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While we do have couple of calculators for finding the area of a triangle (see Area of triangle by coordinates and Calculator of area of a triangle using Hero's formula), there are other methods, depending on that you know about the triangle. So, here is the universal calculator where you can choose the formula to calculate the area of a triangle.
The following formulas are supported:
- Half of base times height formula - if you know the base and the altitude of a triangle
- Heron's formula - if you know all three sides of a triangle
- Side-angle-side formula - if you know two sides and included angle
- Coordinates formula - if you know the coordinates of the three vertices of a triangle
- Equilateral triangle formula - formula for the equilateral triangle, which is simplified Heron's formula
You can find all formulas with descriptions below the calculator.
Half of base times height formula
You can find the area of a triangle from the length of the base and the length or the corresponding altitude. Any side can be the base, but the altitude must correspond to the base. The formula is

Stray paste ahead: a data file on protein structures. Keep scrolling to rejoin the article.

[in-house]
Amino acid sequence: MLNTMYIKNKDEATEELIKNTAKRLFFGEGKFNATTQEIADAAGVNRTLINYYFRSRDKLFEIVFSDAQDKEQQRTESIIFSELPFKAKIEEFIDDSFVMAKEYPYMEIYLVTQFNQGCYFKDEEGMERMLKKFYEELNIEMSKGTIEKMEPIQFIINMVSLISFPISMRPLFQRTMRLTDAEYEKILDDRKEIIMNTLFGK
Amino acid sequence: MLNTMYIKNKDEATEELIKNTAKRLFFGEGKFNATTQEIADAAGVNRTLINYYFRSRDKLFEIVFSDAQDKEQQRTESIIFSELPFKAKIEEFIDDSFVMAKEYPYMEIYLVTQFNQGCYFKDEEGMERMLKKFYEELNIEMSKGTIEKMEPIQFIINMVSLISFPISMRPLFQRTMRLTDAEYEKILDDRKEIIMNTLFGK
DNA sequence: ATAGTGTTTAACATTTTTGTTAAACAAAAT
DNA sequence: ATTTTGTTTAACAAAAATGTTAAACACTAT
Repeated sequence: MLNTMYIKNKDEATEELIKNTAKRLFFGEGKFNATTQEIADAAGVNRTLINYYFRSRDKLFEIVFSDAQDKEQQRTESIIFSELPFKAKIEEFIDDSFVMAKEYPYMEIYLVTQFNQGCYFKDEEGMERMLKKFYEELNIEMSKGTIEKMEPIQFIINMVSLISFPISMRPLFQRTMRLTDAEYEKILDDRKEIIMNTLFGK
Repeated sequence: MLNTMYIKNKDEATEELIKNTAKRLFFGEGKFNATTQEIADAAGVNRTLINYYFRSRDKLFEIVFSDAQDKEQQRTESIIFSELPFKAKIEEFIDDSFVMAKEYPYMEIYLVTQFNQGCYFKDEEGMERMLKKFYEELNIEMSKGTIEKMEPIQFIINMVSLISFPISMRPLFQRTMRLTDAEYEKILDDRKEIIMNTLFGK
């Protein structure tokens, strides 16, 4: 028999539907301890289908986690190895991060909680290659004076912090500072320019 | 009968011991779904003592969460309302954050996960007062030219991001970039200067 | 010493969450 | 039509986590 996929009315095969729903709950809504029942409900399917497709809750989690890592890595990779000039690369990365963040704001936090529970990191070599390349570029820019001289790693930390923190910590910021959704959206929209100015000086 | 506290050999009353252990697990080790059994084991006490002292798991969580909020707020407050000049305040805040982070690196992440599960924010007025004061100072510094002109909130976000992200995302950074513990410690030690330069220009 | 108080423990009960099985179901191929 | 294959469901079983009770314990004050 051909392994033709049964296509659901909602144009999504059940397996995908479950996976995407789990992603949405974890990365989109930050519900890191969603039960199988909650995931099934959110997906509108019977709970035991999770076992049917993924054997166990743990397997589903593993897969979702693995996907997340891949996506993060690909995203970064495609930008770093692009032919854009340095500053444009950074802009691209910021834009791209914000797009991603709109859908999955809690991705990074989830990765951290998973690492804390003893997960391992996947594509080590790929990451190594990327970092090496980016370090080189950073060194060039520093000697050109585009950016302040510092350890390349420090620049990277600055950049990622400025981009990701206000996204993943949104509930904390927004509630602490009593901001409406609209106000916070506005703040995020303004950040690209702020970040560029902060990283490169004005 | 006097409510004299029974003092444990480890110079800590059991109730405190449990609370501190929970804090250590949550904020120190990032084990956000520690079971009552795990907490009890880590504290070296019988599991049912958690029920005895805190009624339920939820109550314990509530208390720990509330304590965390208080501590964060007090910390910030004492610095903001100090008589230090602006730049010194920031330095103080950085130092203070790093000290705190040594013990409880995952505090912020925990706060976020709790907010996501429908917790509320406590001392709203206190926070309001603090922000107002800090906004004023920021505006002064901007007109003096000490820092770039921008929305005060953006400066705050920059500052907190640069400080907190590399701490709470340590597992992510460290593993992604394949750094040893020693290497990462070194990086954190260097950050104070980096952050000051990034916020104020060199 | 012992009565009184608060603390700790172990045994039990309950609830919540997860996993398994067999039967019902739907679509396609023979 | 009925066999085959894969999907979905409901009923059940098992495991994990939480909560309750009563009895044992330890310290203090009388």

where A is the area, a is the length of the base, h is the length of the altitude.
You can find the area of a triangle if you know the lengths of all sides. The formula is
where A is the area, a, b, c are the lengths of the sides, p is the perimeter divided by 2 (semi-perimeter) .
Formula is named after Hero of Alexendria, a Greek Engineer and Mathematician in 10 - 70 AD. A proof can be found in his book Metrica written around 60 AD.
Also referred as SAS, this formula allows you to find the area of a triangle, if you know two sides and the angle at common vertex (included angle). The formula is
where A is the area, a and b are the lengths of the sides, alpha is the angle at common vertex.
Actually, this form directly follows from half of base times height formula, because height of the triangle would be .
Using this formula, you can find the area of a triangle, if you know the cartesian coordinates of all three vertexes of a triangle. If the vertexes has coordinates like (x1, y1), (x2, y2) and (x3, y3) then the formula is
where A is the area, and x and y are coordinates of triangle vertexes.
Well, you can also compute the cartesian distance between the vertexes and use Heron's formula.
Equilateral triangle formula
This is just simplified Heron's formula, because all sides are equal. The formula is
where A is the area, a is the length of the side.